When there are children, one of the compulsions that ties the couple together and makes it difficult to escape a marriage even though it has passed its use-by date, is the expense of setting up accommodation that allows genuine co-parenting. People are forced to stay in the marital home in order to keep connected to their children or, in leaving the marriage, they also leave most of the parenting to one of the former partners, usually the mother. Decent accommodation options for families that are coming apart would remove another of the compulsions that shape marriage.
So while certainly it is true that family law, fairy tales and Hollywood are important forces shaping and maintaining the institution of marriage, actually it is too often simply the absence of an alternative place to live, or even to stay temporarily, that keeps a given marriage going, or determines its shape.
As with housing, so with decent free childcare, which is another thing we should be fighting for. It would remove another set of compulsions that keep in place the marriage system and gender inequality. A program to remove those largely economic compulsions and see what people make of their lives without them seems a far more sensible way of approaching the world of the future than to try to imagine in advance how it will look, because that is something we simply cannot know.
We cannot know the future of marriage, but we can fight for the removal of the constraints on domestic relationships. If there were true material security, which would of course include guaranteed access to well-paying jobs, the compulsions that today hold marriage and the currently prevailing family system in place would be removed. With material security can come enormous sexual freedom and diversity of domestic arrangements.
Of course, we are told that the system simply cannot pay for full employment, easily accessible decent housing and childcare, and I guess that the people who say this to us know their system and that they are right. This system can’t pay for these things. So much the worse for the system. Throw it away.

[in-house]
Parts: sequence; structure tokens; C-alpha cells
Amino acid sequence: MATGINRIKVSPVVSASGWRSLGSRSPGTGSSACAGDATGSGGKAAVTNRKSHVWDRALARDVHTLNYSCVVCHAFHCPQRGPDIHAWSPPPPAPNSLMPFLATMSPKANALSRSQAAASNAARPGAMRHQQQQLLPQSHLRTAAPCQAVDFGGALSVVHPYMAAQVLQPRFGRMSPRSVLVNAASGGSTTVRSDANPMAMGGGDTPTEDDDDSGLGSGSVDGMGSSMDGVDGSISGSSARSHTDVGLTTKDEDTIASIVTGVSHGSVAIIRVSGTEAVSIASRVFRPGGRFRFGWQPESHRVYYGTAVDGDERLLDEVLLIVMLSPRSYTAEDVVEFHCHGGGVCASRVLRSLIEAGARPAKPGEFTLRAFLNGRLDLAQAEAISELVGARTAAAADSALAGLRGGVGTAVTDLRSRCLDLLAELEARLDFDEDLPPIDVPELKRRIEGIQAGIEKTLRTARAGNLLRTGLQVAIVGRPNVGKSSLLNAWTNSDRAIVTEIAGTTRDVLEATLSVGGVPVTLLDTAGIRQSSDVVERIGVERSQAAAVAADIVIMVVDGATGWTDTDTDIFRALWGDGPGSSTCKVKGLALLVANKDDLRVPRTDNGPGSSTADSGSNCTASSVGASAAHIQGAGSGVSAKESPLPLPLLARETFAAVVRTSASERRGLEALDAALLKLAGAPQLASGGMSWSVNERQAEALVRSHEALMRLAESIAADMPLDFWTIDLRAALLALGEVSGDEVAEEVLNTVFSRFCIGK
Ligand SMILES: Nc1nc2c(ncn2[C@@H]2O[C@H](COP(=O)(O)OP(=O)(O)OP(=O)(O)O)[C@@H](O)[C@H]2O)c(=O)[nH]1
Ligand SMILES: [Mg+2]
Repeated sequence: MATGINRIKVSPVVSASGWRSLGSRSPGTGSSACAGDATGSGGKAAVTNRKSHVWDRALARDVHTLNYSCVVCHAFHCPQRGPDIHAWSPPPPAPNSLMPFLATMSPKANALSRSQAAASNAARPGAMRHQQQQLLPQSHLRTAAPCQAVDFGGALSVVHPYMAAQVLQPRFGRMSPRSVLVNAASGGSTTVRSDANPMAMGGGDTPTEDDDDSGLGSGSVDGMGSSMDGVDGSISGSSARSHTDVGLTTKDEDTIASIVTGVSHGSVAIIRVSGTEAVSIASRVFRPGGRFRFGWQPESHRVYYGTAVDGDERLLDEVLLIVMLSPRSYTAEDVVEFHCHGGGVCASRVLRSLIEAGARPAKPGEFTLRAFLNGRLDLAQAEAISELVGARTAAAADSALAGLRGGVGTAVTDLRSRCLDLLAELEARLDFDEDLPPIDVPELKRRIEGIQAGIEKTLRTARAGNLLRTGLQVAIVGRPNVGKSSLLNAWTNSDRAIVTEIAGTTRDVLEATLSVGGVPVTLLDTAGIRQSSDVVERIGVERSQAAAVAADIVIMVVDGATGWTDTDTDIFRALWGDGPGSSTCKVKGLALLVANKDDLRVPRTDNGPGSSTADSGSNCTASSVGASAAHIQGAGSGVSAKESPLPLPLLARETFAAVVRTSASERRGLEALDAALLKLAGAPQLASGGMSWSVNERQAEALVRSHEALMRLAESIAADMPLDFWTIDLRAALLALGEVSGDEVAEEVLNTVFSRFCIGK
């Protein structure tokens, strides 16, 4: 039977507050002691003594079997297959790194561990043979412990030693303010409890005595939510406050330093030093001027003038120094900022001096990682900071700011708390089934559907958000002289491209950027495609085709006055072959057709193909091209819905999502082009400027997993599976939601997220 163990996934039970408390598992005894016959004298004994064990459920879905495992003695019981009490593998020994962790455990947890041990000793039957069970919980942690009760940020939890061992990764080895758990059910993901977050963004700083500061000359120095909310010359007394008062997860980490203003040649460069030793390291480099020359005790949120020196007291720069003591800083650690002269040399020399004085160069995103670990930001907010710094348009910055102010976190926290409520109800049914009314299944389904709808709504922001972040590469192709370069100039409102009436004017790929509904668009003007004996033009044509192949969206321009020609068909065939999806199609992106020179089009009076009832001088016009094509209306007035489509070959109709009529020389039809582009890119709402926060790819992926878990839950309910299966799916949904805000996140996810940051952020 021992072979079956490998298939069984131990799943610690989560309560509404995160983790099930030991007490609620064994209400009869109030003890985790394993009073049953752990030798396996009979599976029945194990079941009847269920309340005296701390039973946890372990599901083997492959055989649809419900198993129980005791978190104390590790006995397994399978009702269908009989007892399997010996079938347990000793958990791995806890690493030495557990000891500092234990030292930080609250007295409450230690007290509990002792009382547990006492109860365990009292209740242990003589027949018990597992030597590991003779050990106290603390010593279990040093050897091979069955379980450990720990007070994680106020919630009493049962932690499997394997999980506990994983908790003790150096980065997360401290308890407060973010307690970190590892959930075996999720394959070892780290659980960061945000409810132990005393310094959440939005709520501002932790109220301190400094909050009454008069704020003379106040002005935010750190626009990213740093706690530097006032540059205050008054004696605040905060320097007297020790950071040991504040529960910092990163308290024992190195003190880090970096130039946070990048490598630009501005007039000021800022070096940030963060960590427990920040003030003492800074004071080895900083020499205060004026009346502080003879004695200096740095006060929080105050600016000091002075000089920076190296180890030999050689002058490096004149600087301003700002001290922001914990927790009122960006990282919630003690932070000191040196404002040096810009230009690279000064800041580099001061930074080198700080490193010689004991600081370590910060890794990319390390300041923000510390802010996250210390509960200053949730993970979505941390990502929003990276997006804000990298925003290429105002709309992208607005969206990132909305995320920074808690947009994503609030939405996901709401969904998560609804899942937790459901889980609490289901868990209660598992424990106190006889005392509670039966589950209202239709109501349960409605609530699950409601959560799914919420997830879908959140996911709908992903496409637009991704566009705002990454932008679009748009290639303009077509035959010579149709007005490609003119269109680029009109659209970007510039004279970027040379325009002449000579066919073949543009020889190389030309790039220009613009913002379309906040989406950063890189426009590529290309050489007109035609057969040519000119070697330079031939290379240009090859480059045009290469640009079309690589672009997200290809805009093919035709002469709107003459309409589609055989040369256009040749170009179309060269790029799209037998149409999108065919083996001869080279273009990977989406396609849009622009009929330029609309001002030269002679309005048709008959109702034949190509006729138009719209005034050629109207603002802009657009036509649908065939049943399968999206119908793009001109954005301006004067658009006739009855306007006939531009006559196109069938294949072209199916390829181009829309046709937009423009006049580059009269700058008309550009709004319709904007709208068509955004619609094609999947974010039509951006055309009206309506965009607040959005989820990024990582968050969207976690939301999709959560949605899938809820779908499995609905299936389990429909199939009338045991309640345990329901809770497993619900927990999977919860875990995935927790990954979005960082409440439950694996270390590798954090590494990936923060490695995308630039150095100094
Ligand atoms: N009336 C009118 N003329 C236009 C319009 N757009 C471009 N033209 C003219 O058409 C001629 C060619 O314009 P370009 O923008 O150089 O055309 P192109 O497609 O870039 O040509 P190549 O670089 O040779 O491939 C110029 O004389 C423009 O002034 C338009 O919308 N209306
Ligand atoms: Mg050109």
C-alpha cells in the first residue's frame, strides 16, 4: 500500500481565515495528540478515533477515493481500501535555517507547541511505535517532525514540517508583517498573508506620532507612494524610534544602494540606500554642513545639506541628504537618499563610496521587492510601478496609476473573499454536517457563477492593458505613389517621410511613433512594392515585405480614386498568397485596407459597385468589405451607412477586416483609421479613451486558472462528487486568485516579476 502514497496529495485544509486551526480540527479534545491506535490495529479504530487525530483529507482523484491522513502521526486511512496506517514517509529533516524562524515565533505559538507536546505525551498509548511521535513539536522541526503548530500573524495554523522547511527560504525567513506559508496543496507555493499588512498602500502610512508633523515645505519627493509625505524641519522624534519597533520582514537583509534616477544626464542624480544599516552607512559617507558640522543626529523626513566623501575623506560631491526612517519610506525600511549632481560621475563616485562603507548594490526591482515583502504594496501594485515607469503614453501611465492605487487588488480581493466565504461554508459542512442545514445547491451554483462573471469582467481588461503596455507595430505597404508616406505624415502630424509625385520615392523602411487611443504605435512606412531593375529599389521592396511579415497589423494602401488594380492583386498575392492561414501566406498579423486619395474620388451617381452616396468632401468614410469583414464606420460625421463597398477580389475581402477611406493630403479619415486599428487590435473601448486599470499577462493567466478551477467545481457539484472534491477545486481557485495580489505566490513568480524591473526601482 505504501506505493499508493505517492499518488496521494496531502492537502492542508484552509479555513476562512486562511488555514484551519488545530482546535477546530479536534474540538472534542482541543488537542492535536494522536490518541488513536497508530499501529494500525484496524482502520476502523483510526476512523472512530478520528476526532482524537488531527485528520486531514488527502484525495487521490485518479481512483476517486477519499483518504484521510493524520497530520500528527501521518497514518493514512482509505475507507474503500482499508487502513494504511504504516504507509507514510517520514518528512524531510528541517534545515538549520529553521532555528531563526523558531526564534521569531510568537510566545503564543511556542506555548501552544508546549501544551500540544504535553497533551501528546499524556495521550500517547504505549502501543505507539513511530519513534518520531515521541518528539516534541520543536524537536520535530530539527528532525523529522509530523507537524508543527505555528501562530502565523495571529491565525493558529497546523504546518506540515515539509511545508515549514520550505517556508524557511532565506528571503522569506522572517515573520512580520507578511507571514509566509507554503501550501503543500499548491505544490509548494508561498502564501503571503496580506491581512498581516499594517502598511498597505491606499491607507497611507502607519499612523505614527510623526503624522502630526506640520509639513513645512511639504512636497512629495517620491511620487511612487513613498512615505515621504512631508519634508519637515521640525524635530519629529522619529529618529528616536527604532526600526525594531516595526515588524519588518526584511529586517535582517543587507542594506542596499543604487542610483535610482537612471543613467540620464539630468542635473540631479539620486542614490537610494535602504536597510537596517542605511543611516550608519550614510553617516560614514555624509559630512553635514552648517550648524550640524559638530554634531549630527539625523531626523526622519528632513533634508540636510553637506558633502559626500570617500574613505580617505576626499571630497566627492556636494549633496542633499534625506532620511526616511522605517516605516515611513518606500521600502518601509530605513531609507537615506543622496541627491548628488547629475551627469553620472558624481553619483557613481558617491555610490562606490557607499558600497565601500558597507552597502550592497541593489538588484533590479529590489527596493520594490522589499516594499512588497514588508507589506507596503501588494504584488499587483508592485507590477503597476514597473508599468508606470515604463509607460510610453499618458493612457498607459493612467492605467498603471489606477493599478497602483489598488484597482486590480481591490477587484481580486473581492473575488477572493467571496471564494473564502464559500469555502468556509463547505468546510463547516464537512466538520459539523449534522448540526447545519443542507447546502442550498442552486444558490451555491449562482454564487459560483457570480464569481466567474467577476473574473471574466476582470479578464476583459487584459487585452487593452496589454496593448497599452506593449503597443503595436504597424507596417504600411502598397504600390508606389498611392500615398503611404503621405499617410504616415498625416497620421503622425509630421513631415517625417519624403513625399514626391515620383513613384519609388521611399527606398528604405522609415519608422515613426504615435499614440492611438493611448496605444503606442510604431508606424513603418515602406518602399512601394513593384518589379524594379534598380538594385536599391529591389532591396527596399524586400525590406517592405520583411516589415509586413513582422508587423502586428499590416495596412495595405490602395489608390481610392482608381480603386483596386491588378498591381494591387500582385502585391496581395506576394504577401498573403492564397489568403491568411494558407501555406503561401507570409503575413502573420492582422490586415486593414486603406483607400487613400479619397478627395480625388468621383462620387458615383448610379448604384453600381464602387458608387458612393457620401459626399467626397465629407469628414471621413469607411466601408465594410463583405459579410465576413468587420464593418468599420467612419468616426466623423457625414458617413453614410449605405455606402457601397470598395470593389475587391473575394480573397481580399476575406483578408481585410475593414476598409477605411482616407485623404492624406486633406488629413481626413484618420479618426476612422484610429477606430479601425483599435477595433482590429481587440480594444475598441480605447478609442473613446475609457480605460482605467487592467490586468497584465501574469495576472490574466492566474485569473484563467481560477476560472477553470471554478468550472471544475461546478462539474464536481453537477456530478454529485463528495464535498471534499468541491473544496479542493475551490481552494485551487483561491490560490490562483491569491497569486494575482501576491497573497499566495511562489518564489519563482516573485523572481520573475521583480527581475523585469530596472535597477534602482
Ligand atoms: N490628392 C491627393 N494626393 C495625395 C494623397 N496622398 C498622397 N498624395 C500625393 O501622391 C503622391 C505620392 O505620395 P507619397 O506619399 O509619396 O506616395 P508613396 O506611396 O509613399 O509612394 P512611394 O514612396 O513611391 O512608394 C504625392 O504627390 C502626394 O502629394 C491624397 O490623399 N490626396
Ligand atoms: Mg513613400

And so the struggle for domestic freedom is indivisible from the struggle for socialism. The running costs of the capitalist system are simply too high. There is an awful lot of corruption and freeloading involved in running capitalism, and also an awful lot of paperwork, all of which eats up human lives without giving anything back. And then there is the human effort wasted in financial shenanigans, and whole industries that add very little to the sum total of human happiness—banking and insurance and advertising. Capitalism is profoundly wasteful.
But the resources exist. There is a study on the basis of data for the year 2000 by the United Nations World Institute for Development Economic Research. It reports that the three richest individuals in the world possessed more financial assets than the lowest 48 nations combined. It reports that the richest one percent in the world owned 40 percent of global assets.
So the program for a world beyond marriage must be a program that addresses the obscene inefficiency and inequality of the capitalist system. Only a program of socialism can create the conditions for transcending marriage.
Exactly how will we live under socialism? We cannot know. We cannot know what will replace our current marriage and family arrangements. But we can suspect that when issues of material security are behind us, people’s personal preferences will trump any considerations of family pressure or popular prejudice. And we can expect that our domestic arrangements will be extremely diverse.